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Ruth Morgan, Head Occupational Therapist
Children's Division, Central Manchester and Manchester Children's University Hospitals NHS Trust

Child Occupational Self-Assessment (COSA)

(Keller, J. et al, 2005a)

The COSA is a child-centred assessment that aims to capture young clients’ self-perceptions and values regarding their performance in everyday activities. This occupation-focused tool is one of several children’s assessments based on the Model of Human Occupation (MOHO) that can be used to support and inform evidence based occupational therapy practice (Kielhofner 2002). The COSA compliments existing perceptual-motor and sensory assessments as it provides a broad overview of the child’s occupational preferences and skills.

The COSA is a self-report that uses simple language, colour and symbols to accommodate children’s different ability levels and capture their point of view (see Figure 1). Two rating scales allow children and young persons to report how well they feel they perform a range of everyday activities and the importance of those activities. Activities on the COSA address occupations such as self care, socialising with others, and meeting school expectations. The administration procedures of the COSA may be modified to best facilitate children’s understanding of the activities and rating scales.

In my clinical practice I have used this assessment with children and young people with a wide range of occupational needs that were referred from the Child and Adolescent Mental Health Service. Using the assessment has helped shift my focus from being skills-based to considering the wider influence of self-perception, motivation and contextual issues, and the impact that these issues may have on how children function. The tool has also given me a better understanding of a child’s perception of their skill level within a range of occupations and contexts. The COSA allows me to focus on the issues that are most important to the child, to identify their strengths that can be built on, and identify challenging areas that need to be addressed in therapy. I have found that focusing on the occupations that matter most to the child has helped young clients make choices, accept ownership and contribute to decision making when agreeing therapy goals. I have also used the COSA in collaboration with families to decide what areas should be prioritised in therapy or receive more in-depth assessment.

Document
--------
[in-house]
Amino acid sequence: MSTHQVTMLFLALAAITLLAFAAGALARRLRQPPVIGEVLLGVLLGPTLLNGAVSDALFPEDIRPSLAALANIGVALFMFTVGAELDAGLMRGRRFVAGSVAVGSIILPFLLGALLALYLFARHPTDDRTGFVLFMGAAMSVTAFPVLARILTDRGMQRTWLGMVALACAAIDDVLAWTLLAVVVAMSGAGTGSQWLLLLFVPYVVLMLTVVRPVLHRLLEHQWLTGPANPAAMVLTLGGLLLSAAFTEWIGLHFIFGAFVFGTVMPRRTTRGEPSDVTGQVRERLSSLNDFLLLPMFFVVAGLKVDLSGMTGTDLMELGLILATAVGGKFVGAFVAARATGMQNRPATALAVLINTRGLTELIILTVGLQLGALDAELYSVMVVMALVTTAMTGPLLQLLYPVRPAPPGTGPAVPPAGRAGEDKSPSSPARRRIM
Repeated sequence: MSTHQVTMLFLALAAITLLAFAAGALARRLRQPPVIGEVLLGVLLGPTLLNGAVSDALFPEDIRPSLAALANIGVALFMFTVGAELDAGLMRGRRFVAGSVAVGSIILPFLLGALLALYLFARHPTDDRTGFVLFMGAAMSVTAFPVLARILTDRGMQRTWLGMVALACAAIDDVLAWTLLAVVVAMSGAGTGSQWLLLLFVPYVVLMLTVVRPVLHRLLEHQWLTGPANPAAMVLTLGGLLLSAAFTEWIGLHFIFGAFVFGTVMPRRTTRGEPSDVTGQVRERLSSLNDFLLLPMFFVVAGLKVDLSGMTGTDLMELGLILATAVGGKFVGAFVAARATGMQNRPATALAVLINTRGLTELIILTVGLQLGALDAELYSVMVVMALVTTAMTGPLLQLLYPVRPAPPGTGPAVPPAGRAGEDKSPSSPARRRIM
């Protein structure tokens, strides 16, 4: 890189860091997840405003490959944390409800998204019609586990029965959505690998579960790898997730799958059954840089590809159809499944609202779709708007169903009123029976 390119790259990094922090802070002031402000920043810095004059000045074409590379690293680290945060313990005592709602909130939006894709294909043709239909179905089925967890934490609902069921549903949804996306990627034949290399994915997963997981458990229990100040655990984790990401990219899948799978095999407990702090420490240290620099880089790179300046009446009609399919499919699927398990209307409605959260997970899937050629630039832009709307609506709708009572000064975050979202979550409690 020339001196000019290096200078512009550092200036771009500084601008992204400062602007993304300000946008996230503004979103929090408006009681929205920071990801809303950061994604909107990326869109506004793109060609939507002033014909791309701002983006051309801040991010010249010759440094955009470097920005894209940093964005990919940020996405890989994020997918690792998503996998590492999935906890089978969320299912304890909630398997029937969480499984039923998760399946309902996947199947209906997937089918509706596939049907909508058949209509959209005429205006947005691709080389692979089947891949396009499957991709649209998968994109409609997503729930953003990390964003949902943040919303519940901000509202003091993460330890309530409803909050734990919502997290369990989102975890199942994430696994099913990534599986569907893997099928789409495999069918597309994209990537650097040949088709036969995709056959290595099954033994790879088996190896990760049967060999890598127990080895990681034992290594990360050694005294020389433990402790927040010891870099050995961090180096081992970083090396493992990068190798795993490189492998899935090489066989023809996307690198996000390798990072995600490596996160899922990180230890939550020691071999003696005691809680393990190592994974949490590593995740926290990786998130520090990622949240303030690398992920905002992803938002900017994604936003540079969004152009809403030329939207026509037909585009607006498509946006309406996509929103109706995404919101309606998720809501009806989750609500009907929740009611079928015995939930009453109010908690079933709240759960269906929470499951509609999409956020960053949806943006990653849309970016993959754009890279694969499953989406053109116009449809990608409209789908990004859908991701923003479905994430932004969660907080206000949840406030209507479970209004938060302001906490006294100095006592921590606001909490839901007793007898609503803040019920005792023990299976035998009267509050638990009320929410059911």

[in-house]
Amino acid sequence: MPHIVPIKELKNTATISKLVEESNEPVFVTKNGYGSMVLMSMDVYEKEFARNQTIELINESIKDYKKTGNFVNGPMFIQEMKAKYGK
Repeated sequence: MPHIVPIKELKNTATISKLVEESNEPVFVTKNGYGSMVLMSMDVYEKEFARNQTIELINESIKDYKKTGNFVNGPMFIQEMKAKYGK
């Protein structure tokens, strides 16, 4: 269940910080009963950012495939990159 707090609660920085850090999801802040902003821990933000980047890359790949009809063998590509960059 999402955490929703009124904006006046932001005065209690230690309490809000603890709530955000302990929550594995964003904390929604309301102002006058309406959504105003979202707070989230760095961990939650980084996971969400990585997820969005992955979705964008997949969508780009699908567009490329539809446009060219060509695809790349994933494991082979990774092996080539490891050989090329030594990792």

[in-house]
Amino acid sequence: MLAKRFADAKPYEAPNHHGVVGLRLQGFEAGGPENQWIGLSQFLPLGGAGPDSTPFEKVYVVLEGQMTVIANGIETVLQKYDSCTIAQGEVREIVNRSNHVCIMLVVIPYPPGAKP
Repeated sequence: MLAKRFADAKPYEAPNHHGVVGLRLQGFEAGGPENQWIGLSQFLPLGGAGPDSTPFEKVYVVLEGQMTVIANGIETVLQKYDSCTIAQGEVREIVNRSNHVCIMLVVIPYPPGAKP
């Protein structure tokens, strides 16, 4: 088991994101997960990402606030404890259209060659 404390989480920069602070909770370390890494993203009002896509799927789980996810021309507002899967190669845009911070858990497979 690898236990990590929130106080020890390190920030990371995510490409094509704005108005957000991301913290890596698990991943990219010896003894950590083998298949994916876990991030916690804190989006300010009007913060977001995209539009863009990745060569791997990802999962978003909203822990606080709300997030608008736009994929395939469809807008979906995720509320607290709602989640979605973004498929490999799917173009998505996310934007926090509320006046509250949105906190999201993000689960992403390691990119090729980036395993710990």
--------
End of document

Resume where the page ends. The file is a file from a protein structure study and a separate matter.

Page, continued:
Using the COSA with teenagers and sharing the results with their parents has generated productive discussions between the parents, the young person, and the therapist. Reviewing the COSA responses reveals inconsistencies between the perceptions of the parents and the perceptions of the teenager, and provides each party with insight into the other’s perspective of the skills and difficulties the young person faces. The COSA also allows us to explore any differences in values family members may have for certain everyday activities. This process allows families to proactively identify potential conflict areas and facilitate positive communication about those areas. Some families seemed more able to identify positive strategies to manage potential problems once differences in perspectives and values were acknowledged. In some situations parents’ expectations of their child and therapy outcomes have initially been unrealistic. It has, however, been possible to use the COSA to negotiate clearly identified goals that the child has the potential and motivation to achieve.